With a long standing involvement to the empowerment of women on all societal levels, I am surprised that my mention of the above over the past few months meets with little reaction and a decided lack of enthusiasm. This is surprising as many of the avenues of discussion have been with people who have dedicated huge chunks of their professional life to gender inclusivity and the political liberation of women.

What am I missing?

Does this not mean that South Africans have achieved gender parity on a national political level?

Surely this then is government consisting mainly of women, elected by women?

Is this not a heart stopping milestone and indeed a beacon of hope to those around the world engaged in seeking gender equality? More...

Leadership & The Daunting Task of Sustainable Love!

by Administrator 24.Aug.2014 12:53:00

That love makes the world go around is a no-brainer … We all, to varying degrees, embrace love in some or other form – If we did not we would be at each other’s throats like wild beasts!

Most religions, civilized governments, corporations and families espouse love of humankind, in its broader sense, as a basic starting point.  We talk often and comfortably enough of, and indeed idealize, inclusivity, human rights and romantic love.
Why then do we cast out the more empathetic/softer side of our collective and individual psyche the moment we are threatened? Love and Fear are basic, unbidden impulses! Does this mean that we live on two parallel, exclusive levels?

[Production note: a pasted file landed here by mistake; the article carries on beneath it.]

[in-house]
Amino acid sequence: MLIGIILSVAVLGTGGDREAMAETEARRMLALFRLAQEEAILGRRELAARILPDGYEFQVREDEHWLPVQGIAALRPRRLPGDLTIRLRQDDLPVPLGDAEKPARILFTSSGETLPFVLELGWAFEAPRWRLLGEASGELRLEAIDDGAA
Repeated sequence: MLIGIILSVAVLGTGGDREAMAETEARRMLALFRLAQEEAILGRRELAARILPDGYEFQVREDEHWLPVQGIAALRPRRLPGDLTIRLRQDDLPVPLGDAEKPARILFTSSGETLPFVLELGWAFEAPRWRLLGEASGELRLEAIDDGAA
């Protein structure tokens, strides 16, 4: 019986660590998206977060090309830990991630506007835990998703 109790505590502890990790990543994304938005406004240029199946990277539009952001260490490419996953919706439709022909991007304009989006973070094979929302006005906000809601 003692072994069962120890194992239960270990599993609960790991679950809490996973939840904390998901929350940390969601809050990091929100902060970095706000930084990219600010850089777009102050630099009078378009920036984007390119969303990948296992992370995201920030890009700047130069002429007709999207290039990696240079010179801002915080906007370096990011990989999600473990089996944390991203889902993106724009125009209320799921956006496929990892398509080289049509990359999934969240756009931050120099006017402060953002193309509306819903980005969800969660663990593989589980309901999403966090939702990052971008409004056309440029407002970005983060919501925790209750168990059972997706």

When one looks at the current state of the world, we seem an enraged species – Endlessly ‘shouting hate’ at each other. Those who in such circumstances suggest empathy, forgiveness or introspection are summarily vilified as weak, naïve or gullible – While those who advocate force, punishment, vengeance etc. are considered strong and steadfast … or so it seems to me? Surely big-picture love is most needed when the going gets tough?

Where does this breakdown or separation start? Perhaps when fear strikes TRUST is the first human casualty – Walking an unknown path is difficult when beset with fear. It is understandably impossible to love without trust. Betrayal in any human relationship illustrates this on a daily micro-level.
Consider the following logic stream:

  • People who perceive themselves as seen, understood, engaged, empowered & utilized are, for the most part, fulfilled, happy and content
  • Those who feel unseen, ignored, misunderstood, overlooked/by-passed, and underutilized are to varying degrees frustrated, unhappy & despairing….?
  • In a perfect world then, a huge component of LEADERSHIP would be the ability to identify, understand, engage, empower and utilize others, to ensure, in as far as possible that we all get a fair crack at happiness/fulfillment  - Would not this be a true manifestation of ‘loving one another as we love ourselves’? More...

Corporate Mentorship: Relevance in 2014

by Administrator 21.Jun.2014 15:29:00

I was pleased to be invited by the Invisible Mentor to write a 4-part blog post series discussing my ideas/experience with regard to the relevance of Mentorship Programs in the current corporate climate. Much of what I write reflects learning gained from ongoing mentorship program coordination and participation: